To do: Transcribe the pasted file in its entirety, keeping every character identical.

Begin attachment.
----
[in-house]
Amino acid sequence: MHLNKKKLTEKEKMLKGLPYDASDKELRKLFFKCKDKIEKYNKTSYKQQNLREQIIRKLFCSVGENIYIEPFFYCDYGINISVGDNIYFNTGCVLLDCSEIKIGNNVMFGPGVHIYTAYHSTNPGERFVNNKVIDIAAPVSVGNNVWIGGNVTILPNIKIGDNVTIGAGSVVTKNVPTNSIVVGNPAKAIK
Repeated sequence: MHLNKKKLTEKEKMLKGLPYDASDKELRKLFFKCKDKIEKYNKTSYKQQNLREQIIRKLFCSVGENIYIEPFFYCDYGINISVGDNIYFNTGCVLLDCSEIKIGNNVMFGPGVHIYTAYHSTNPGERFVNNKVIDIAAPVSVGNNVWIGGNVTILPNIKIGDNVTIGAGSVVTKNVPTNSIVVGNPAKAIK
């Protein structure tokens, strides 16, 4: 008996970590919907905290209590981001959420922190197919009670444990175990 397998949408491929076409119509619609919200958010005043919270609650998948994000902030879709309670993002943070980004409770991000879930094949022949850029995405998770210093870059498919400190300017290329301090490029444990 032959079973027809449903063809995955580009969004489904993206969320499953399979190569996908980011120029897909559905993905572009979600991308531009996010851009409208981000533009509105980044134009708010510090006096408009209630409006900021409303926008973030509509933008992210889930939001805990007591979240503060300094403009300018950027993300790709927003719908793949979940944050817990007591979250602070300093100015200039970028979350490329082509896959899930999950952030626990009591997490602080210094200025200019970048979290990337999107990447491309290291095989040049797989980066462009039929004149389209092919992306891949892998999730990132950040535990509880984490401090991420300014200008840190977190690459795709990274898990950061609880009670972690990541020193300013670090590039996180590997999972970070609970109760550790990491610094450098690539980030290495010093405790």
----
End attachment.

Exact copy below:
[in-house]
Amino acid sequence: MHLNKKKLTEKEKMLKGLPYDASDKELRKLFFKCKDKIEKYNKTSYKQQNLREQIIRKLFCSVGENIYIEPFFYCDYGINISVGDNIYFNTGCVLLDCSEIKIGNNVMFGPGVHIYTAYHSTNPGERFVNNKVIDIAAPVSVGNNVWIGGNVTILPNIKIGDNVTIGAGSVVTKNVPTNSIVVGNPAKAIK
Repeated sequence: MHLNKKKLTEKEKMLKGLPYDASDKELRKLFFKCKDKIEKYNKTSYKQQNLREQIIRKLFCSVGENIYIEPFFYCDYGINISVGDNIYFNTGCVLLDCSEIKIGNNVMFGPGVHIYTAYHSTNPGERFVNNKVIDIAAPVSVGNNVWIGGNVTILPNIKIGDNVTIGAGSVVTKNVPTNSIVVGNPAKAIK
């Protein structure tokens, strides 16, 4: 008996970590919907905290209590981001959420922190197919009670444990175990 397998949408491929076409119509619609919200958010005043919270609650998948994000902030879709309670993002943070980004409770991000879930094949022949850029995405998770210093870059498919400190300017290329301090490029444990 032959079973027809449903063809995955580009969004489904993206969320499953399979190569996908980011120029897909559905993905572009979600991308531009996010851009409208981000533009509105980044134009708010510090006096408009209630409006900021409303926008973030509509933008992210889930939001805990007591979240503060300094403009300018950027993300790709927003719908793949979940944050817990007591979250602070300093100015200039970028979350490329082509896959899930999950952030626990009591997490602080210094200025200019970048979290990337999107990447491309290291095989040049797989980066462009039929004149389209092919992306891949892998999730990132950040535990509880984490401090991420300014200008840190977190690459795709990274898990950061609880009670972690990541020193300013670090590039996180590997999972970070609970109760550790990491610094450098690539980030290495010093405790």